In an emergency call 999 and ask for Police then Mountain Rescue
Name: Kim Ritchie
Job: Website Developer
Team: Border Search and Rescue Unit
Why did you join the Mountain Rescue?
I really had no idea what I was getting into when I joined up 8 years ago… a friend had joined and talked about hill skills, helicopters, 4×4 driving, ropework, first aid.. it sounded like a great opportunity to expand and improve my own skills, and become more confident and self reliant. I’m glad I didn’t have the expectation of dramatic ‘mountain rescues’ saving lives all the time – the reality is often a lot of arduous lowland searching and not always finding someone or being able to help them. And a lot of time devoted to fundraising! We currently have no proper base, and are actively fundraising to build one, which is proving a major challenge but its great to see team members rising to the challenge and demonstrating a whole new set of skills and talents! I’ve been team secretary for the last 7 years, and I love being able to contribute in that way too – we have a strong committee who are always looking to improve how we operate.
Good & bad bits about being in Mountain Rescue?
Worst thing is probably the when the pager goes off in the middle of the night. Best bits are that whenever the pager goes off, its an opportunity to spend some time with amazing people, a chance to contribute and ‘play my part’, put the training into practice. Some of my most memorable callouts have been searching through beautiful woodland or along a riverside during a moonlit night when you would never normally be out, and just taking a moment to appreciate ‘being there’ with teammates who are just the easiest company, because we’re all there for the same reasons. Also the training is second to none… we put a lot of time and effort into team training, which combined with the SMR training courses make you really appreciate the experience, expertise and knowledge out there that we can tap into.
What’s it like to be part of team?
Its a massive time commitment, but the reward for that is getting to know and trust your teammates really well. What a privilege to be included in this ‘family’ and be relied upon and have your skills appreciated by these people.. as well as being able to observe real experts in action! Your team mates see you at your best and worst.. its important never to be afraid to admit you’ve got something wrong or need help – honesty and trust go hand in hand. Watching other teammates grow in confidence and skills over their time in the team is great – knowing who you can rely on for what, and seeing us all slip into our roles like a well oiled machine when it matters.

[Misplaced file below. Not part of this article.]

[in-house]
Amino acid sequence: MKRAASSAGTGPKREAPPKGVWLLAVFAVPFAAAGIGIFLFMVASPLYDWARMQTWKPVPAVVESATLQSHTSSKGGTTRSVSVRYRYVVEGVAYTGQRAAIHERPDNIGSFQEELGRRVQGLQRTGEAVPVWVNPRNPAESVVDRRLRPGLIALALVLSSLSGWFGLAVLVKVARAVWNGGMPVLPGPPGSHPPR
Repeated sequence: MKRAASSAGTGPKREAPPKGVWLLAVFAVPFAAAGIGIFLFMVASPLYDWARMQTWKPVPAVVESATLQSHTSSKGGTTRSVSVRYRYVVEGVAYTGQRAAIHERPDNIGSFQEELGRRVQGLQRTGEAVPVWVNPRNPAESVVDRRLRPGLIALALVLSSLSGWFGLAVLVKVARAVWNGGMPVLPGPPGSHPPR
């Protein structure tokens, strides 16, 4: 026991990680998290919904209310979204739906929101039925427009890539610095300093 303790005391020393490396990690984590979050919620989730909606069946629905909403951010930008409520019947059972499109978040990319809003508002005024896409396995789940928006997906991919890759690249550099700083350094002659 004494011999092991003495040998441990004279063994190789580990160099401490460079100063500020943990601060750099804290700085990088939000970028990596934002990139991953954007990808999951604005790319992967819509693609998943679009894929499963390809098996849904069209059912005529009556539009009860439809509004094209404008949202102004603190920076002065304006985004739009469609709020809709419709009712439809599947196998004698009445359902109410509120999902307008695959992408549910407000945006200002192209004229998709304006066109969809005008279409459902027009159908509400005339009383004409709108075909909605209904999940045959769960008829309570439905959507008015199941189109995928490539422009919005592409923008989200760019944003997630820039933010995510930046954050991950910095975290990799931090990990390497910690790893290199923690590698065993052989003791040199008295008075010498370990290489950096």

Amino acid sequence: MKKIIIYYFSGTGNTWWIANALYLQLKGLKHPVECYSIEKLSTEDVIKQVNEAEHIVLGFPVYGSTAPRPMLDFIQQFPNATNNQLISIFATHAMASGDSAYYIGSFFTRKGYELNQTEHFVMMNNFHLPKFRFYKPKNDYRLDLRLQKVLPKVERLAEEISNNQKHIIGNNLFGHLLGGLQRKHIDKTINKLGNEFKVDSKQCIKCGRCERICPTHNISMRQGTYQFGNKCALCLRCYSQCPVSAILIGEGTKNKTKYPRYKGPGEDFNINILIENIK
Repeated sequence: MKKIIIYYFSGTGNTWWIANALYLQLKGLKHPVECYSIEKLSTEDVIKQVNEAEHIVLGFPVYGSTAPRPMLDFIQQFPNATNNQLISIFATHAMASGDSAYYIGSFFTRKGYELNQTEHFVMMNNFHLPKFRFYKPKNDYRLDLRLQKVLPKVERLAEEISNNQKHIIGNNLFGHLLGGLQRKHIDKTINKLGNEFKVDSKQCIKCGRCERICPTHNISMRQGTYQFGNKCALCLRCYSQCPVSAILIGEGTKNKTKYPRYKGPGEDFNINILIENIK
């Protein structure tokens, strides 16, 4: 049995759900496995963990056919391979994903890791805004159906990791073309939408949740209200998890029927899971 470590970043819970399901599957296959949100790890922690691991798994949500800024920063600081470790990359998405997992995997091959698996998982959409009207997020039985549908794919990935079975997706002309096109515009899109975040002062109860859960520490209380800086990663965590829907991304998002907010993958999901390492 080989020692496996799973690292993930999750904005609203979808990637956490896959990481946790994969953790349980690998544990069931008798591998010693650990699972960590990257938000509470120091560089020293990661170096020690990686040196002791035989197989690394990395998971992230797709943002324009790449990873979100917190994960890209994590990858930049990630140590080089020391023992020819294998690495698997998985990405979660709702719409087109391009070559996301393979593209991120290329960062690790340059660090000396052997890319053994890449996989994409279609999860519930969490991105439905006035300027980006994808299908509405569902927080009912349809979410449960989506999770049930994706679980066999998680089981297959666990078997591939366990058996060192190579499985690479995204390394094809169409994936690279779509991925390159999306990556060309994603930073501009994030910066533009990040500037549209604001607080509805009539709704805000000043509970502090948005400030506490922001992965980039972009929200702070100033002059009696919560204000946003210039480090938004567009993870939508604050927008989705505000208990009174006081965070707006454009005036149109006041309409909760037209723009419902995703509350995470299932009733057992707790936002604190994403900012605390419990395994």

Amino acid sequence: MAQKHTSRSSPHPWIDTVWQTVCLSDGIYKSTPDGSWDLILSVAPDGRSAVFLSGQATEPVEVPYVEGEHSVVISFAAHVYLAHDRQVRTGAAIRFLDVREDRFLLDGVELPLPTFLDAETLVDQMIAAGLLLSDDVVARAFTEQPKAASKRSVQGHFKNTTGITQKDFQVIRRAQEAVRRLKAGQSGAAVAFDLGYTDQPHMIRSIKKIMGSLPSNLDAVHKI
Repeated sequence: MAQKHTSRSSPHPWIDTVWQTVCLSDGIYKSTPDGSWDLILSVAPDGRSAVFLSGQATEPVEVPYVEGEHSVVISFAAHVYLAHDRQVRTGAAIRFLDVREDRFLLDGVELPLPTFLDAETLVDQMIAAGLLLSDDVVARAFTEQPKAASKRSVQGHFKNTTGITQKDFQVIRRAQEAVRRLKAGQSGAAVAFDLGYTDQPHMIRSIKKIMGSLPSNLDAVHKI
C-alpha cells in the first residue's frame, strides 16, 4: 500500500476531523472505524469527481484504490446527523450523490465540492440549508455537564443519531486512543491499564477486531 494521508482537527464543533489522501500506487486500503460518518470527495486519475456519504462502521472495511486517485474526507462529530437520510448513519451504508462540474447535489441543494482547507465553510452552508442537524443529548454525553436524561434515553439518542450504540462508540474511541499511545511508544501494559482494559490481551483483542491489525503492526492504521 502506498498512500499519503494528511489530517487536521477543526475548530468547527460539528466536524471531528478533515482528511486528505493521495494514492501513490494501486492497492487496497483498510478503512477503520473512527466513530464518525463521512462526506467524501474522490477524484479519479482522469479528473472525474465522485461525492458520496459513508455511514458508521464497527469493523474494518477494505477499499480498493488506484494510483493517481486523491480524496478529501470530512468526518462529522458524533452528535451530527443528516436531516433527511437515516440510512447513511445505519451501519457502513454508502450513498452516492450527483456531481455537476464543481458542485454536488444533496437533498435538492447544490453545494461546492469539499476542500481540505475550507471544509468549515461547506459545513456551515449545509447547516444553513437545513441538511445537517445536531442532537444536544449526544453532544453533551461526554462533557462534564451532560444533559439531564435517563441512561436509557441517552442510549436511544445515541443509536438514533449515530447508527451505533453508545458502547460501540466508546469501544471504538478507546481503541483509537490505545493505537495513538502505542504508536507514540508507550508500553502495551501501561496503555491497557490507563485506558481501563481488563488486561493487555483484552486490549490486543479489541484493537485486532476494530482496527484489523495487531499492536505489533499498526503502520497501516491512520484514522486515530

What is like to be on a call out? How does it make you feel? How does leaving your loved ones in a moment’s notice make you feel?
Guilt – who else will this callout affect? Usually my husband – a disturbed night’s sleep can affect his work as a flying instructor the next day too – I can’t stop him worrying about me driving home after a long and tiring night. Its really helpful to share the travelling with other local teammates if its a longer journey – even so that one can do communications/navigation while the other drives, and of course to keep each other awake driving home! As soon as I meet up with even one teammate, we can share any thoughts, worries or uncertainties about the callout, and then start to enjoy the challenge.
Anything else you might like to add?
I feel hugely privileged to be a member of the Border Search and Rescue Unit – they have been a constant source of friendship, support, validation and fun and have seen me through several of life’s ups and downs over my time in the team. I hope I can continue to play my part with them for many years to come!